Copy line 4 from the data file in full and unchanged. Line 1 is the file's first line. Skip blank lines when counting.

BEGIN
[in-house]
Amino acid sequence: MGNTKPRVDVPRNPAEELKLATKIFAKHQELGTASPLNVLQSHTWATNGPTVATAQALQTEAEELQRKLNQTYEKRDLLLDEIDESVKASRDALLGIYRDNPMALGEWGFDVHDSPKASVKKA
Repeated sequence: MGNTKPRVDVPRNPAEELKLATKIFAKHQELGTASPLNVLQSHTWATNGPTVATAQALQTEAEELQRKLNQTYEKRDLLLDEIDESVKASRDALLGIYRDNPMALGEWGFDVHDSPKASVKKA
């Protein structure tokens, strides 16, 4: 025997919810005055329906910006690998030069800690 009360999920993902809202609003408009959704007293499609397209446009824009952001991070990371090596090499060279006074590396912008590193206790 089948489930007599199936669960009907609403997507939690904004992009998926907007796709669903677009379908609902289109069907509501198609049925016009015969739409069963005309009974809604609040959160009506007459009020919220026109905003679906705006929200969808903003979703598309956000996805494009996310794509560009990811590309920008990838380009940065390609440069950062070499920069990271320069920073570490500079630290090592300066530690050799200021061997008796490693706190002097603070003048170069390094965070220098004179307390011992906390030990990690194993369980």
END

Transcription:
């Protein structure tokens, strides 16, 4: 025997919810005055329906910006690998030069800690 009360999920993902809202609003408009959704007293499609397209446009824009952001991070990371090596090499060279006074590396912008590193206790 089948489930007599199936669960009907609403997507939690904004992009998926907007796709669903677009379908609902289109069907509501198609049925016009015969739409069963005309009974809604609040959160009506007459009020919220026109905003679906705006929200969808903003979703598309956000996805494009996310794509560009990811590309920008990838380009940065390609440069950062070499920069990271320069920073570490500079630290090592300066530690050799200021061997008796490693706190002097603070003048170069390094965070220098004179307390011992906390030990990690194993369980």